As the world continues to celebrate the 150th anniversary of Darwin'sOrigin of Species, which to many people also signifies the origin of the idea of evolution itself, it seems worth noting—as we did in our article "A Brief History of Evolutionary Spirituality"—that the general concept of evolution began cooking in human consciousness long before Darwin's time:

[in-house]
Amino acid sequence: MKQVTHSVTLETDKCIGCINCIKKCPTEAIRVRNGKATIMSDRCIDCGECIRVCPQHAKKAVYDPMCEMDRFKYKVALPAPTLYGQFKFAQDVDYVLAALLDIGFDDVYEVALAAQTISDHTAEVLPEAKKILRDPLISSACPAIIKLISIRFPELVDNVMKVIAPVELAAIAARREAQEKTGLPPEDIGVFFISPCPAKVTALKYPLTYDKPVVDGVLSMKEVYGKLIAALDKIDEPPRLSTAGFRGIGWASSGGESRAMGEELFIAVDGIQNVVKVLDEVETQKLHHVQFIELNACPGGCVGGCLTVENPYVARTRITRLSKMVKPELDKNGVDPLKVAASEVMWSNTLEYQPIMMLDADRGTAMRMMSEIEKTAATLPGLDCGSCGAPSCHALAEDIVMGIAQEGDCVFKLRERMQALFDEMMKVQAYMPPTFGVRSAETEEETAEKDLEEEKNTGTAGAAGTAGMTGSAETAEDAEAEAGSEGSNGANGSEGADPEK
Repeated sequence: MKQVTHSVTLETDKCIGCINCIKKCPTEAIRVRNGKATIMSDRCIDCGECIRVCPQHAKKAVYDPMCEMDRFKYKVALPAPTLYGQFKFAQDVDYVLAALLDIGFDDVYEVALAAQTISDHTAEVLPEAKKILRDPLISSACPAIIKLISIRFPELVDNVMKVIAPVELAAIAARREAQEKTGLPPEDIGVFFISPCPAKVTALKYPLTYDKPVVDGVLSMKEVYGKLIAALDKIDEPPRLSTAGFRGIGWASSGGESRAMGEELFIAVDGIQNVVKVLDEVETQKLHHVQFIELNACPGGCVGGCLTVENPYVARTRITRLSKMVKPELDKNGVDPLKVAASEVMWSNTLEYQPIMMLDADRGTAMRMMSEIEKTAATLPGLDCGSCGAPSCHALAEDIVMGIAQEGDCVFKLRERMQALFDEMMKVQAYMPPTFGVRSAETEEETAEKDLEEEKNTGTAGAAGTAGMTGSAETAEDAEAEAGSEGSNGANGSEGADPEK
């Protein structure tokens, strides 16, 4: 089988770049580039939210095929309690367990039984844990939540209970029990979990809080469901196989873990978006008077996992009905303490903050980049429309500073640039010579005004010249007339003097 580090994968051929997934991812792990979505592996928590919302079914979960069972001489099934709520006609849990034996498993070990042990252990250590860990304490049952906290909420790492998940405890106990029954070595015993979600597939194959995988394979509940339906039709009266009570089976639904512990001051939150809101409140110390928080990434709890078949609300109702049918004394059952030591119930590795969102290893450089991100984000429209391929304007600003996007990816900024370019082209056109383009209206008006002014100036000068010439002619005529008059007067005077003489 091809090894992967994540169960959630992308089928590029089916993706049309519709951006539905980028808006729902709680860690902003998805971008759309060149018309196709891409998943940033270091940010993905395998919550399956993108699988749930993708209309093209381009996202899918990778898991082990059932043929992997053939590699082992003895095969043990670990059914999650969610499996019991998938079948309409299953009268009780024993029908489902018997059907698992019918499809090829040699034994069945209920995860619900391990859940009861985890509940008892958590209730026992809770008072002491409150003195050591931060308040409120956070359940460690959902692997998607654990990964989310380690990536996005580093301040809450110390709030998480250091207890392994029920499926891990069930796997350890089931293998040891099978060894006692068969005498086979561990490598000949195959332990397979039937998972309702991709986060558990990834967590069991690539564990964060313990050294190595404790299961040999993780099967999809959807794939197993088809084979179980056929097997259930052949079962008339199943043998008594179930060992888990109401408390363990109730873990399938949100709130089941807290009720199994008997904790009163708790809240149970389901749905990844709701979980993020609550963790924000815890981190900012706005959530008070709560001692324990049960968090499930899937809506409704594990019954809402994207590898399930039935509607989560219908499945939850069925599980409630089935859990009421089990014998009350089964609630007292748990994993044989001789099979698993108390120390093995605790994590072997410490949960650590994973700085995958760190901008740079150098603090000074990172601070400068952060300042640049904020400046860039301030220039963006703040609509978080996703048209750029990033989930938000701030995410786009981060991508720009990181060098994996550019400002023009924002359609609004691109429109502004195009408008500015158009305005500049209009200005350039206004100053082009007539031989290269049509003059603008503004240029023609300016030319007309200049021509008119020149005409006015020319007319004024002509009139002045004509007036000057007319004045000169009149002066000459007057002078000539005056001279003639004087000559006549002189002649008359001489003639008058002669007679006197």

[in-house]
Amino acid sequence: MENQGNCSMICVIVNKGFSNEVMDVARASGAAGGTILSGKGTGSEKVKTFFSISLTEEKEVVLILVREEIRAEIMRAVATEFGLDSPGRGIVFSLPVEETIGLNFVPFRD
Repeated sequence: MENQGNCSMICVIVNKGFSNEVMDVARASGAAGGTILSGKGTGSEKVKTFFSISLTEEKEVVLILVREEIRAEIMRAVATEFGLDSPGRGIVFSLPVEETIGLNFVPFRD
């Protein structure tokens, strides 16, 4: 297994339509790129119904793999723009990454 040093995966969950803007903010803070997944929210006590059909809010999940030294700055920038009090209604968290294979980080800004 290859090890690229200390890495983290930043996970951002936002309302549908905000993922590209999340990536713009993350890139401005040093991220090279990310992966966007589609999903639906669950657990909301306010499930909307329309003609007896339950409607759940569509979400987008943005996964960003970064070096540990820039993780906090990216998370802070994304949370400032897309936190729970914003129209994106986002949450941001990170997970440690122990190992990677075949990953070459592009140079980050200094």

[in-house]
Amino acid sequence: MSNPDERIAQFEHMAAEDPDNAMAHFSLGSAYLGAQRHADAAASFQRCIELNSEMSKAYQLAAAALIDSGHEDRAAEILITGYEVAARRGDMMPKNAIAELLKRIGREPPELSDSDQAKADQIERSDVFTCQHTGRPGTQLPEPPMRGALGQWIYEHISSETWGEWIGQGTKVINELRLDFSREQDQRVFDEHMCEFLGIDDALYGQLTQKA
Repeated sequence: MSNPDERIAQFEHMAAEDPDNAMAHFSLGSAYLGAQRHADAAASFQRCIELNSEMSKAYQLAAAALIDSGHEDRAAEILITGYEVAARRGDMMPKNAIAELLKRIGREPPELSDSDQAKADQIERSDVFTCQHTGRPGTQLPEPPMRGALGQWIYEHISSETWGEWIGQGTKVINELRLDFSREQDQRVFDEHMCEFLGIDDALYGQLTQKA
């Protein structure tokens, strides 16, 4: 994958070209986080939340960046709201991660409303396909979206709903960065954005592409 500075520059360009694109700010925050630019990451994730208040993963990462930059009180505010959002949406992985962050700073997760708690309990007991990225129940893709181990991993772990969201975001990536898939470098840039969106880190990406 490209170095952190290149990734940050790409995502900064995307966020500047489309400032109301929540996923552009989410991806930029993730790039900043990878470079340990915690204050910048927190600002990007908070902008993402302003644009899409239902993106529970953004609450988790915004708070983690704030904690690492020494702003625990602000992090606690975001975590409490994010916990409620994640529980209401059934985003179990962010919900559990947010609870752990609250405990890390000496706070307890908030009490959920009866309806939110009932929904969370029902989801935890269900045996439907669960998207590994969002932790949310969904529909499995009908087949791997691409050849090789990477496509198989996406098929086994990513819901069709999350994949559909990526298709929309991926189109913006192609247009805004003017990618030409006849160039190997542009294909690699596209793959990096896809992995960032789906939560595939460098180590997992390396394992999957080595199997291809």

Sixty years before Darwin brought the scientific world to its knees with his theory of biological evolution by means of natural selection and "random variation," Friedrich Schelling and some of his closest friends... were already claiming that reality as a whole was going somewhere. Nature—and humanity—had a purpose and direction, aligned with a purely spiritual drive, and the striking implications of this idea for humanity's most basic conceptions of life and God did not pass these men by. In the spring of 1800... Schelling pulled out his latest manuscript-in-progress, System of Transcendental Idealism, and inscribed a simple summation of his budding evolutionary thesis: "History as a whole," he concluded, "is a progressive, gradually self-disclosing revelation of the Absolute." It wa the clearest formulation yet of a vision—an evolutionary spirituality—that would rock the foundations of philosophy and mysticism for centuries to come.